- Prevention of mosquito and water-borne disease outbreaks: Mosquito bites are responsible for more than 1 million deaths per year. The humid and sub-humid regions of South America, largely located among the Amazon forest, provide the ideal condition for mosquitos’ species to proliferate. Population peaks are reached at rainy season, where the abundance of water provide an ideal environment for them to proliferate. Although not all species are harmful to the human, certain species are vectors of severe disease. Leishmaniasis, Zika, Dengue, Yellow Fever and Malaria make the list of the most problematic diseases in the region, all carried by mosquitoes.
National Governments have been implementing measures to control mosquitos’ population through fumigations, provision of mosquito nets and vaccination (yellow fever). The problem is that populations often recover due to their high reproduction rates and resistance to insecticides products. Thus, efforts have been directed to eliminate potential nesting sites near human settlements. Mosquitoes will look for shallow and steady sweet-water for hatching, being tires filled with water a perfect and very common spot to nest near human settlements. The lack of adequate landfills in rural areas difficult the task of deposing old tires, and recycling them are a very complex and costly task to do. Nevertheless, affordable methods such as the one presented by Tycicler, can be used as an alternative to manage this problem.
Though preventive measures can reduce the incidence of mosquito bites, is impossible to avoid them. When no treatment is provided, the above-mentioned diseases can be lethal or cause serious damage to the victim. The problem is that it´s very difficult for National Governments to act rapidly to outbreaks situations, and help often arrives when the outbreak is out of control. The same happen with water-borne diseases, which increased during flood events due to contamination of drinking water sources and food. Diseases that can be easily treated become lethal due to lack of treatment. We acknowledge the challenges to respond fast, therefore, we proposed to integrate the “Save the Baby: Global Data Commons” technology, by adapting it to mosquito and water-borne diseases in local populations. The collection of data from population will not only permit local governments to respond to outbreaks, but also to plan accordingly to prevent future outbreaks.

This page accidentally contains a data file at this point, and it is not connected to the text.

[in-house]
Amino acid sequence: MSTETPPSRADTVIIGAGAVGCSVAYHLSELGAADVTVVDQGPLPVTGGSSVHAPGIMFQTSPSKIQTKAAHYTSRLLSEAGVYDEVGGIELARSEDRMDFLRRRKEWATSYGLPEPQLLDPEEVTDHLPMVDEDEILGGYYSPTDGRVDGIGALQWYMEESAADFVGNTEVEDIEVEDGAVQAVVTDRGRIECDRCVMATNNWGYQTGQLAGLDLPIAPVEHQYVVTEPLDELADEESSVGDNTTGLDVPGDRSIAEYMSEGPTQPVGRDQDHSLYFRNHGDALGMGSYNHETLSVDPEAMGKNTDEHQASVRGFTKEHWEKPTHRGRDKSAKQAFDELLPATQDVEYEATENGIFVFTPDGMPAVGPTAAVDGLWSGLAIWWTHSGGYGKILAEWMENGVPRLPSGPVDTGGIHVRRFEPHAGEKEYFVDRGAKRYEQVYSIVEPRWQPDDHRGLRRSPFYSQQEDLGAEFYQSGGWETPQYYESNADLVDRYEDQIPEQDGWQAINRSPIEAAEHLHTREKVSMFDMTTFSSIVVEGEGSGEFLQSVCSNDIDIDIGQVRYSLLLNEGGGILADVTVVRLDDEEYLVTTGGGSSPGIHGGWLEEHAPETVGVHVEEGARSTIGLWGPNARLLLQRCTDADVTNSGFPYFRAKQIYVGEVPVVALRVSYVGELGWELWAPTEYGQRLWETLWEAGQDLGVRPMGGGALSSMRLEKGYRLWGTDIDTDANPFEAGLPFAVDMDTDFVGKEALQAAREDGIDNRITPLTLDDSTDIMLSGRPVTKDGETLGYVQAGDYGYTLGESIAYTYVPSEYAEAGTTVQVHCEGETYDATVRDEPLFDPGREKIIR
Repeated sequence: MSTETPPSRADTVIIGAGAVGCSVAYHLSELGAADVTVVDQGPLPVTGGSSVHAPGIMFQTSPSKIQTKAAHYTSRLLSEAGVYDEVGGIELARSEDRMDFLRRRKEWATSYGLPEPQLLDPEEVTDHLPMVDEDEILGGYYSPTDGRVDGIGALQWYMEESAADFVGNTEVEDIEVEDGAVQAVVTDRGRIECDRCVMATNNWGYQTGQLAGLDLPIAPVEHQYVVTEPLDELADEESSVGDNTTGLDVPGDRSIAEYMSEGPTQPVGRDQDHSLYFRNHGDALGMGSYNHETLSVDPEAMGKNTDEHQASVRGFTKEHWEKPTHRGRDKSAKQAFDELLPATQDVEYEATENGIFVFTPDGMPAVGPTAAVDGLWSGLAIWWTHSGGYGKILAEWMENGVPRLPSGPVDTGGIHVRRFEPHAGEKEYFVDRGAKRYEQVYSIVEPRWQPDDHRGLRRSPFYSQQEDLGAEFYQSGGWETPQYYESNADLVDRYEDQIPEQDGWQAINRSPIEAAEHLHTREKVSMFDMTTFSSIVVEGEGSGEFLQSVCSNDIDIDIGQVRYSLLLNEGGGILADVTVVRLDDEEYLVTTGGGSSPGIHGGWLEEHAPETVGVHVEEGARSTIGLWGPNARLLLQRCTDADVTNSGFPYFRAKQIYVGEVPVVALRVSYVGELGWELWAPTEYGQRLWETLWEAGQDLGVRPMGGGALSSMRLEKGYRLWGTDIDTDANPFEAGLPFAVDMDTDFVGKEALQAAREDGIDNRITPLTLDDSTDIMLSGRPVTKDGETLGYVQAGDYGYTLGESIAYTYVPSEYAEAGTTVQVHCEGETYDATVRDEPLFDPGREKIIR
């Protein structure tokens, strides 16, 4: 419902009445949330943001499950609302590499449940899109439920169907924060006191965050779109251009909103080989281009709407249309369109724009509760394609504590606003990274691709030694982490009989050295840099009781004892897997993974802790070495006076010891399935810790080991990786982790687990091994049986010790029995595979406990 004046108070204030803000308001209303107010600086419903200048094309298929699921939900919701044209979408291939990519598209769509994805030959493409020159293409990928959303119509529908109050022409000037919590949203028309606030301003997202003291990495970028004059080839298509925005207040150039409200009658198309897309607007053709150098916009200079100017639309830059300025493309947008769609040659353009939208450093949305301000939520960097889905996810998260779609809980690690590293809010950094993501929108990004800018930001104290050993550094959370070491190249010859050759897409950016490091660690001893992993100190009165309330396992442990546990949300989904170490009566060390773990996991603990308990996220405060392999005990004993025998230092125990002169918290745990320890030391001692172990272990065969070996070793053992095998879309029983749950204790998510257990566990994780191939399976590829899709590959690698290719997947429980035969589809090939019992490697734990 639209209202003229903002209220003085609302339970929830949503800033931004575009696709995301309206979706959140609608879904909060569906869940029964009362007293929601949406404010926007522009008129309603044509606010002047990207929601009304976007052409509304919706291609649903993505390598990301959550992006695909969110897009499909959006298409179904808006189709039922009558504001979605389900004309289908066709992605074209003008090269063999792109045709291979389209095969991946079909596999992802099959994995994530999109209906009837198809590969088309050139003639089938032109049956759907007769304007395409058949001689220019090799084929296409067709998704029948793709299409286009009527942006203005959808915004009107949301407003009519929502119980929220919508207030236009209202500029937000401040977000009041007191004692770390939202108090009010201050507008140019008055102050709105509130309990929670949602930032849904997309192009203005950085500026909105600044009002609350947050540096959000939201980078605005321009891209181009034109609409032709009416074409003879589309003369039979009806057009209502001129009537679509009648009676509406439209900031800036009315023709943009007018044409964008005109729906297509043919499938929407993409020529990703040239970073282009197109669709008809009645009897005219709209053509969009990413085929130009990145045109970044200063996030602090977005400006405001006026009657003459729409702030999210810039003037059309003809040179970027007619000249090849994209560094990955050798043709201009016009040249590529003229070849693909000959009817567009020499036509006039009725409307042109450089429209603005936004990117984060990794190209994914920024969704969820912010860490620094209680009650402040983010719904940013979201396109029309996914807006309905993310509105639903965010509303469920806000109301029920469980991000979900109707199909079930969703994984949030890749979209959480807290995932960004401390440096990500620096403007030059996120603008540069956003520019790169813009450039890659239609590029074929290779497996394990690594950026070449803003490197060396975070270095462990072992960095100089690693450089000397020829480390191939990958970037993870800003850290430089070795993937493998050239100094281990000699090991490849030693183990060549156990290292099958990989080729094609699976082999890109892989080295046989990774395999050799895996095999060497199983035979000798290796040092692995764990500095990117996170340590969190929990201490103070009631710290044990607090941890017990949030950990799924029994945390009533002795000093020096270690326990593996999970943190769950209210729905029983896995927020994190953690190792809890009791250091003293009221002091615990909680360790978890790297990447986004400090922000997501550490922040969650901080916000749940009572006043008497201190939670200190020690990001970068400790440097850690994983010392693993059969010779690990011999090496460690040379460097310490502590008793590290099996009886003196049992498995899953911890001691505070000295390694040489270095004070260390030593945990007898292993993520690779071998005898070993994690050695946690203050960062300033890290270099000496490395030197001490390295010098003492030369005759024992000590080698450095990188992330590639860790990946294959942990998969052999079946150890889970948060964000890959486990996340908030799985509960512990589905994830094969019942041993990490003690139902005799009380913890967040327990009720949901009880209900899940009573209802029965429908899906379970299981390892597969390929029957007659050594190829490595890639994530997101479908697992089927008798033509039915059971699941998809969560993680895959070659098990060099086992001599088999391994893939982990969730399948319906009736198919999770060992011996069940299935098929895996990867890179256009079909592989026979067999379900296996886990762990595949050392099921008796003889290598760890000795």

Both actions will contribute to the achievement of the SDG 3, by reducing the number of ill, preventing outbreaks and creating a database of disease that can be valuable for medical research.
- Landscapes restoration
Degradation of natural landscapes, mainly driven by deforestation, is linked to some devastating flood effects. Deforestation of steep slopes increase the risk of landslides during intense rain events. Likewise, removal of vegetation cover and soil on river banks increase the risk of rivers’ overflow. Drainage of wetlands remove the buffer capacity of these ecosystems, making surrounding areas more prone to floods.
Even more worrying is the effects on climate change that landscapes degradation has. Through deforestation, tons of CO2 are released into the atmosphere, without considering all the losses on CO2 capture over time. Forest are also known to have a major impact on local weathers, acting as climate change buffers.
Growing population in the Amazon basin has put pressure on natural landscapes. An increasing demand for food is expanding the agricultural frontier beyond the areas that are appropriate for food production. Every year, millions of hectares are deforested from the Amazonia, mainly driven by industrial agriculture and extensive cattle production.
International organizations have highlighted the importance of not only decrease the deforestation rates, but also restore already degraded ecosystems. Efforts such as the initiative 20X20 are already underway to mitigate the effects of climate change, but won’t be enough. Through this component, we propose…. To be completed (due lack of time January 7th 2018 21:00 GMT -4 couldn't be completed)
Who will take these actions and which types of actors are involved?
The actions should be implemented by national and local goverments, in partnerships with private companies and international organizations.
Where will these actions be taken and how could they scale?
The actions will be taken at rural communities vulnerable to flood events in the Amazon basin. It could be scale up to other vulnerable communities to floods around the world.
In addition, specify the countries where these actions will be taken.
What impact will these actions have on reducing greenhouse gas emissions and/or adapting to climate change?
More information could not be completed due to misunderstanding of the deadline (hour zone).